Dunn volunteered at the gate, overseeing regular waits of more than 45 minutes.

"It looks like we should have more parking, but we really should not get more parking," she says. "You would dilute the specialness of the park."

It was controversial enough paving the access road last year, the stretch already pocked and degraded by traffic. Dunn doesn't expect traffic to lessen.

"It's going to increase," she says. "It's going to increase because we still have people who've never been here. There are still people coming to this park who've lived in Denver 30, 40 years, and they've never been here."

They start on the road first admiring the Dakota formation, the sandstone with ripples from the shallow sea that existed 100 million years ago. Hundreds of millions of years earlier the Fountain and Lyons formations slowly rose, slanting as they did and sculpted by wind and water and ancient time.

This is the explanation for what Major Stephen Long's expedition saw upon arrival in 1820. The site was "truly picturesque and romantic," one Edwin James journaled.

The area gained more attention after 1873 photos taken by William Henry Jackson. He shot from where there is now a golf course, just beyond park boundaries.

"It's jarring to think that this pastoral scene could just as easily have become a sea of tract homes," Susan Kraner Trumble wrote this summer.

The park's longtime manager and senior ranger wrote to celebrate the 25-year anniversary of the park's 625-acre expansion — previously proposed grounds for a neighborhood. The Friends of Roxborough formed to raise money for the land, continuing a mission that started in 1975 with the state park's establishment.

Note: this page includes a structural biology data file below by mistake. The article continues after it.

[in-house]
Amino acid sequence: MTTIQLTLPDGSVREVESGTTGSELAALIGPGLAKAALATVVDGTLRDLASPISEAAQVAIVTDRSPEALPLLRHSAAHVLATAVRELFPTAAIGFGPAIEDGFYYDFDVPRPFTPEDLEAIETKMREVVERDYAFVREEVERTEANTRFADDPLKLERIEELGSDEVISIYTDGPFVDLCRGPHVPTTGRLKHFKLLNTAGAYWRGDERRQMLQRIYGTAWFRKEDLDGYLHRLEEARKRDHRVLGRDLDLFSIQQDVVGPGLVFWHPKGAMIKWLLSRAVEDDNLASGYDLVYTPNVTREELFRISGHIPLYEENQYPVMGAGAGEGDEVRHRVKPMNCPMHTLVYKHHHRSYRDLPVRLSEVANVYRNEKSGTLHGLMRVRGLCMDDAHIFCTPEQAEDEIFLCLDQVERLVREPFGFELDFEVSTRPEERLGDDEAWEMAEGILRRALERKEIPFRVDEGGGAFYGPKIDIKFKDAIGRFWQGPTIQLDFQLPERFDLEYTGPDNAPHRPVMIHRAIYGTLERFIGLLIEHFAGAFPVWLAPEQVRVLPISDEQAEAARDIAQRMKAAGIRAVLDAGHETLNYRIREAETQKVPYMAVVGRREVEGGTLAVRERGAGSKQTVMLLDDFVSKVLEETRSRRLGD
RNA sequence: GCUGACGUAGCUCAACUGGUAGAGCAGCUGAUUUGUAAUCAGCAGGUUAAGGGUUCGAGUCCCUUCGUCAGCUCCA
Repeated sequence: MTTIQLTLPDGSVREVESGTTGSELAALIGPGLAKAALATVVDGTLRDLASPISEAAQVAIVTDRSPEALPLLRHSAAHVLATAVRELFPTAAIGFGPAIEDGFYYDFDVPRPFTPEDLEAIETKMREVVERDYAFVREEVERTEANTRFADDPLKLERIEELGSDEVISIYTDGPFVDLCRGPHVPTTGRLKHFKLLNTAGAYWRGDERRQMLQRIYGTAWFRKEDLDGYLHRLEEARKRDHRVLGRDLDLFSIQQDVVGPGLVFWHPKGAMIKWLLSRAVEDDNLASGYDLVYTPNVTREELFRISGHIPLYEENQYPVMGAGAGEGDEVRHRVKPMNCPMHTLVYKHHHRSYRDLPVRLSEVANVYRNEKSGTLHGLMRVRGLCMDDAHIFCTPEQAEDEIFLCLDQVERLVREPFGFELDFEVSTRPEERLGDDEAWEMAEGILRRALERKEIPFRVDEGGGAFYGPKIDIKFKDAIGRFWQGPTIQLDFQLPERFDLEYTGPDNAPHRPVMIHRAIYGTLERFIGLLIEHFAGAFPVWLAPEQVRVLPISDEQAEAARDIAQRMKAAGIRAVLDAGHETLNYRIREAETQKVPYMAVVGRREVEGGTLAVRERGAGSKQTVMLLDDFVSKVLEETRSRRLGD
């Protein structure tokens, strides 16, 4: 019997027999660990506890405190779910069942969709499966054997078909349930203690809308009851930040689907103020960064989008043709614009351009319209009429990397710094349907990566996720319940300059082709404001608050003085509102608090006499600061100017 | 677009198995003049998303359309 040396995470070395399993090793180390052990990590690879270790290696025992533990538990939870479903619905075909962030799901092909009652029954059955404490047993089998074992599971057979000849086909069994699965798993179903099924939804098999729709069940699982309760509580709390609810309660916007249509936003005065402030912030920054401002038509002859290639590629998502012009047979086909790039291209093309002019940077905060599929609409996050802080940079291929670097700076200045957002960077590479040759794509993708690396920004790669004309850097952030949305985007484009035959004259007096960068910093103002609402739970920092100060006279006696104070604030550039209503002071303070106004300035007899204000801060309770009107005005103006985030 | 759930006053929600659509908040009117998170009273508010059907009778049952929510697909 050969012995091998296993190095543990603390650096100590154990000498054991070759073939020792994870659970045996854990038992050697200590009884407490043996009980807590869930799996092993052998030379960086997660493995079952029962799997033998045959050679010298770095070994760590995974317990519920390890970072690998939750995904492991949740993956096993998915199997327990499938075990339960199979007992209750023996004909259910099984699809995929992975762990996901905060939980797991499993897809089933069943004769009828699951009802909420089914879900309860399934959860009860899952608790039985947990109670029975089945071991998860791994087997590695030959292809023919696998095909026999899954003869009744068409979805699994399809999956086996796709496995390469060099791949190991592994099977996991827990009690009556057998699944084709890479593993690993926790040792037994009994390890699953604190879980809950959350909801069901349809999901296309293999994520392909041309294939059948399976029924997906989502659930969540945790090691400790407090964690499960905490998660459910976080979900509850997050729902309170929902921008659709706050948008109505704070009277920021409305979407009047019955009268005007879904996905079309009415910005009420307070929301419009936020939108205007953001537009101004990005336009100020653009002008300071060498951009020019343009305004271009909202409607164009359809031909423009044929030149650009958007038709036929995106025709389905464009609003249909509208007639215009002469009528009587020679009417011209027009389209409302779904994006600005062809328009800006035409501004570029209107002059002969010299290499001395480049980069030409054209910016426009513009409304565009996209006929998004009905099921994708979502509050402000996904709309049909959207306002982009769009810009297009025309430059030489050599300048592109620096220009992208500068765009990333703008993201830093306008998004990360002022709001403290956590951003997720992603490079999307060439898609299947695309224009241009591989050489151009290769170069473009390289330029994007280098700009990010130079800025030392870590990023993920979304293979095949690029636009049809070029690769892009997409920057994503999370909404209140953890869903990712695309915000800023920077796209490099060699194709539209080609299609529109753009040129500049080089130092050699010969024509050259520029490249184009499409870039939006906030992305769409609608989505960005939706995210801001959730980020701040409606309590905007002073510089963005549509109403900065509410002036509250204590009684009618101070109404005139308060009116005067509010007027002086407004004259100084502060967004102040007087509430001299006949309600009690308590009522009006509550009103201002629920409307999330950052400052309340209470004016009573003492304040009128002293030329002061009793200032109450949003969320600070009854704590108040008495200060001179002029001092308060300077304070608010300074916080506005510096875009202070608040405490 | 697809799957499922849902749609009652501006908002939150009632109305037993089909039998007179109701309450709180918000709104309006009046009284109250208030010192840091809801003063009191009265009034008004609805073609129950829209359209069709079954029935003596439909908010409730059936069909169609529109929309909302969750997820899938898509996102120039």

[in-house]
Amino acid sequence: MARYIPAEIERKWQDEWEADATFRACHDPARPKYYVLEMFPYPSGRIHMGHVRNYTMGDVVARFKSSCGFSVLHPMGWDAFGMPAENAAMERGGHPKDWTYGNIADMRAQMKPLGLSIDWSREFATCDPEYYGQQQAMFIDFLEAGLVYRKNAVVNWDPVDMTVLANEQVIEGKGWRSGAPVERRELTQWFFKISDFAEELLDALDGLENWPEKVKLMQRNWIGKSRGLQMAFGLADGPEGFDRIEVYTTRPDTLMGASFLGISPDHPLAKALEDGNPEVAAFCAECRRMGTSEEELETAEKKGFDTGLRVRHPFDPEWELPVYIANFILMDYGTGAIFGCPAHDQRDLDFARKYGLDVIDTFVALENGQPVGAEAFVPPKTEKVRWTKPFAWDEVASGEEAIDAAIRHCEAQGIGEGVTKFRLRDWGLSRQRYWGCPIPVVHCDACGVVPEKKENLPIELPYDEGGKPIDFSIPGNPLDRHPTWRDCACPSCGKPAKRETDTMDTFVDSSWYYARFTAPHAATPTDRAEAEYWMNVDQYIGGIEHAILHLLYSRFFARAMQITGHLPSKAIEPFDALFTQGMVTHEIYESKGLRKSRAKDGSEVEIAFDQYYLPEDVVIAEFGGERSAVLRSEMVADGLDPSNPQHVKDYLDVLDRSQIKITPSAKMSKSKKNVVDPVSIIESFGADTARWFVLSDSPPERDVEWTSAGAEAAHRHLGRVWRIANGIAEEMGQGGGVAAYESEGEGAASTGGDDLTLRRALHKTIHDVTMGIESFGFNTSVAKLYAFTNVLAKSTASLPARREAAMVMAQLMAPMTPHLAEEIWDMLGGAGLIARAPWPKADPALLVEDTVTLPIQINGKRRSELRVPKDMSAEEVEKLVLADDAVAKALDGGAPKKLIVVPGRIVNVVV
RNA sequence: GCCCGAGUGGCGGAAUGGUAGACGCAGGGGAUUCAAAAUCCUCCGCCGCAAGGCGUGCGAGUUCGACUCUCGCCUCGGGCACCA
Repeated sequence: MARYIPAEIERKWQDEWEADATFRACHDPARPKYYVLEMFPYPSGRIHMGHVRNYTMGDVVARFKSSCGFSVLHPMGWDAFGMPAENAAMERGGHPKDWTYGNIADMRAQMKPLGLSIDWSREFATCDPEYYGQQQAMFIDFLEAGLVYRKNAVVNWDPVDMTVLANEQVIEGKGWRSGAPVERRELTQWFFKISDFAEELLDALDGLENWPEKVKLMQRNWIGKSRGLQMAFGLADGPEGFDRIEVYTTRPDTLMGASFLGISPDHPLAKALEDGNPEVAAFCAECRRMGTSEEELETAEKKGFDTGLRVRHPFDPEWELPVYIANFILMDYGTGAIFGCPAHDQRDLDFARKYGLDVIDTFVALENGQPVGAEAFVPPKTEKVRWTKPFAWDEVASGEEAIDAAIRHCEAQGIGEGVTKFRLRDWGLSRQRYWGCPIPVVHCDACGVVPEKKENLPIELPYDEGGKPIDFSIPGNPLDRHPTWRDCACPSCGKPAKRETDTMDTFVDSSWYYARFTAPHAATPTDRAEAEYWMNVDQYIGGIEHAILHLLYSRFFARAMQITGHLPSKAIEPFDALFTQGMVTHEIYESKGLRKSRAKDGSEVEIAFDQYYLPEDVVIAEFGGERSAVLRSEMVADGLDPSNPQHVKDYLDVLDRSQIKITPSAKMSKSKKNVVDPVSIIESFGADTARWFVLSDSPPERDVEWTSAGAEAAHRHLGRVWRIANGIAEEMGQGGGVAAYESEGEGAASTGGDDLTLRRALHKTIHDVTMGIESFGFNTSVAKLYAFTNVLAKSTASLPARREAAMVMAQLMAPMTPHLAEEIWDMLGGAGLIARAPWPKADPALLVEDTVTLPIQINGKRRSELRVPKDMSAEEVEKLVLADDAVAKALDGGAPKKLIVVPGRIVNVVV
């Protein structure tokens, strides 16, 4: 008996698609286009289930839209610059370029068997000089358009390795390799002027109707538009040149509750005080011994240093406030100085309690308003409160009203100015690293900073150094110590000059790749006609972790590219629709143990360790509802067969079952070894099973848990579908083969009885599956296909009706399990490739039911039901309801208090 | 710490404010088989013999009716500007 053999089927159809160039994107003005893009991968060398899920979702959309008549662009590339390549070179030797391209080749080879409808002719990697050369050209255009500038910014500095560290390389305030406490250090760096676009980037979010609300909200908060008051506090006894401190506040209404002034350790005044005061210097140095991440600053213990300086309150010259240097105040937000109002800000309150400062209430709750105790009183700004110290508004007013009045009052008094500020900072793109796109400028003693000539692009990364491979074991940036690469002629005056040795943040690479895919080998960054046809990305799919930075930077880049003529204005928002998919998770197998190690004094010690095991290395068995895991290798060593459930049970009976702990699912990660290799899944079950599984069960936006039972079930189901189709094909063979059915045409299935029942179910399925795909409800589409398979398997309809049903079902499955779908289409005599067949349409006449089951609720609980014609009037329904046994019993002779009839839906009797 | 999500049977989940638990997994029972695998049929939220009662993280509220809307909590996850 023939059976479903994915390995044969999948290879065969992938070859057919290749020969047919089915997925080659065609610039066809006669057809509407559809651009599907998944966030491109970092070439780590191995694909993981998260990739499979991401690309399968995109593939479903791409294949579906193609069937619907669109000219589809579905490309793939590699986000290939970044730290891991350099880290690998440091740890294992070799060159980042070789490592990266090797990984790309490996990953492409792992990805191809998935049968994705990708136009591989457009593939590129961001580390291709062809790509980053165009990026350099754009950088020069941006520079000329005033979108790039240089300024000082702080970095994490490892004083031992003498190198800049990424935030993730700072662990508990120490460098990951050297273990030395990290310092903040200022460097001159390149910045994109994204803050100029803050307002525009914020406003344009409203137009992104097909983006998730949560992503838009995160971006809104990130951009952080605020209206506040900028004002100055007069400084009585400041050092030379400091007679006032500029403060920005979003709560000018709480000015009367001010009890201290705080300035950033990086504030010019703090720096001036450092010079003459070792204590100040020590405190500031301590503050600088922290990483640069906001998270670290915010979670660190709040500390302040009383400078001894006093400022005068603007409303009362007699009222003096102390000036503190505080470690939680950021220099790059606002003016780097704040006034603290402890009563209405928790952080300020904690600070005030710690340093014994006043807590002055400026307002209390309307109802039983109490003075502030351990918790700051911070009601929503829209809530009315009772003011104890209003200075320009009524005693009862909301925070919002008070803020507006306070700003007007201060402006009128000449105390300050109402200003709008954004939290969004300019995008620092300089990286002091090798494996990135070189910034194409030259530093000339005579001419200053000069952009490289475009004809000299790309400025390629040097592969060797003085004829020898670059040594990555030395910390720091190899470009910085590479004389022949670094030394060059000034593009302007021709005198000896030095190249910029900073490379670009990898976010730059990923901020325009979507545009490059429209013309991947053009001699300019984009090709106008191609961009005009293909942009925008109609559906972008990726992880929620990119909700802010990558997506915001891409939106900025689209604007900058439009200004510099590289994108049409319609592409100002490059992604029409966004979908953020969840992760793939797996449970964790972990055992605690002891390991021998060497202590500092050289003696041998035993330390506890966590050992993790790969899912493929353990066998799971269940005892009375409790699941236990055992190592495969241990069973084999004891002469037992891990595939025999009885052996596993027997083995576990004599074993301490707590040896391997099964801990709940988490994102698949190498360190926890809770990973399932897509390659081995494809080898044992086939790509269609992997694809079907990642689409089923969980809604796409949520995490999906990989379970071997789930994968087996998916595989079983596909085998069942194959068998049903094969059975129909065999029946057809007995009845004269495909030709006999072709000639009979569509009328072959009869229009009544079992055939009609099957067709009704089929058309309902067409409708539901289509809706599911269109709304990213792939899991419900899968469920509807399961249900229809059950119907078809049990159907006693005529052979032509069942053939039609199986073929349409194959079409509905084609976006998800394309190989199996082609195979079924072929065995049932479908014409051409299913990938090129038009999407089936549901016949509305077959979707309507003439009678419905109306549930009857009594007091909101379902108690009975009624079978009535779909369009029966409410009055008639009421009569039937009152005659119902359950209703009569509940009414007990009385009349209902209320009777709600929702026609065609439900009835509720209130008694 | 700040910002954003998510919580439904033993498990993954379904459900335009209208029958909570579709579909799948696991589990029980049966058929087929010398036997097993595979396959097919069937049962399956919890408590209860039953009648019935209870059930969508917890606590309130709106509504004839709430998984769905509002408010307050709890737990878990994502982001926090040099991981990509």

Ideas of development came almost as soon as Native tribes had been banished to reservations.

Those first residents were known to keep warm at night beside the rocks that stored warmth from the sun. Along came Henry S. Persse in the early 1900s with a vision to transform the natural wonderland that he called Roxborough, after his family's estate in Ireland. His still-standing farmstead is a reminder of what could have been.

In 1907, a Denver newspaper reported of his plans for a resort "that promises to rival in attractiveness anything else the state can boast." Also that year, a poem was scrawled in Persse's guestbook:

"Who would not live mid bird and song, far from the city's madding throng, to listen to the meadow lark, that serenades Roxborough Park?"

Preservation prevailed. It prevailed 25 years ago with the park's expansion. That came after Dunn regretted to see development win across other boundaries.

"Too bad," she says.

She sides with something then-Gov. Roy Romer said back then at the expansion celebration: "Outside of how we care for our children, how we care for our environment is the most important issue we have."

Which is something Dunn might tell people who look at her strangely on the trail with her pen and notepad.

It is stranger to see her bend down, bringing her face close to something hard to see.

"When I'm walking up a trail and I see something new to have bloomed, I just talk to it," she says. "I talk to the plant and tell it what a nice thing it is that it's here in our world, and all these people get to share you."